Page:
Once the camera rolls, it’s crucial you pay attention to everything on screen in this FMV game. From the inflection in the dialogue to the smallest facial expressions, everything and anything can be worked into a hypothesis. Particularly noteworthy clues will flash on the screen for just a few seconds. Make sure you hit the corresponding button to add it to your collection. Clicking that button ensures the hex token appears for you during The Centennial Case‘s hypothesis portion.
During the hypothesis building section of the FMV game, you will be presented with Mysteries in the cognitive space. Presented in red, you need to find the clues that match up with the Mystery in order to make complete observations. You pick up the hex clue you believe matches the Mystery and if it snaps in place, you’ll see a potential hypothesis form. These remind you of what happened and what the potential reasoning for them could be.
There are a couple of things to note while in this mode. First of all, you might have to be very precise with dropping the hex next to the Mystery. Because the Mystery path is on a bit of a weird angle, there were times I thought I had the wrong piece because it would not drop. It turns out I just hadn’t placed it exactly where the game wanted it. By the time I reached the second chapter, I realized that each of the clues had a pattern facing one (or rarely two) of the edges. Finding the clues that matched the direction and patterns displayed on the Mystery hex made this process so much easier.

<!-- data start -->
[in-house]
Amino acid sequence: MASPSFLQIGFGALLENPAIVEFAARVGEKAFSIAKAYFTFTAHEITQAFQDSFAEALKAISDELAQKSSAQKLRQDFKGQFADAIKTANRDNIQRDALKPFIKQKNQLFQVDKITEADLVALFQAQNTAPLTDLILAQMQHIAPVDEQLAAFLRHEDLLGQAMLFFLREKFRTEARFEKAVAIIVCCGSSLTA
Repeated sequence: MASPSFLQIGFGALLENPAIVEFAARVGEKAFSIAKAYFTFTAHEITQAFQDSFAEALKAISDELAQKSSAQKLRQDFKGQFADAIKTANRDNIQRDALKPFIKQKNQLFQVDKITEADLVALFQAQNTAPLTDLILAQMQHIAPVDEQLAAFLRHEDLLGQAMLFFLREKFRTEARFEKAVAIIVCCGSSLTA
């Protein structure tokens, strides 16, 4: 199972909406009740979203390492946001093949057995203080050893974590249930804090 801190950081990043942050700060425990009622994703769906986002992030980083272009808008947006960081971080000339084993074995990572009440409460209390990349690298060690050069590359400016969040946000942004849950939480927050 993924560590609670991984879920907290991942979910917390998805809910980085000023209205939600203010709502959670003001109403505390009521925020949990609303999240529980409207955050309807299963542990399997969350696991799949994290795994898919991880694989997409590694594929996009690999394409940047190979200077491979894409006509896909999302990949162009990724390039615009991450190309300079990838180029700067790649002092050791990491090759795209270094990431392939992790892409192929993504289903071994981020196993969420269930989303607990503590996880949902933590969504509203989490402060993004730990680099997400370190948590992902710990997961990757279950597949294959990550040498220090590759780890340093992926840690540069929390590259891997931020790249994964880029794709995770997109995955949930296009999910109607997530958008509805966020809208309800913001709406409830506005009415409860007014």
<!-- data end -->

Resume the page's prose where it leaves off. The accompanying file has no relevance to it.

When enough of your Mysteries and Clues are unlocked, The Centennial Case moves you into the Reasoning portion of the game. Here, you can test out your paths of logic and see what sounds right or wrong. This is probably my least favorite section. All it does it remind you of the hypotheses you just finished going over. By now, you’ve got your theories in place, making this rather pointless. Plus, the version of Eiji that lives in this cognitive space doesn’t really offer much feedback. The only FMV portions are a quick intro and outro to the game’s mode. Everything is text-based otherwise, and its interface is clunky. It got to a point where I did one Reasoning task before ending the phase so I could dig into my conclusions.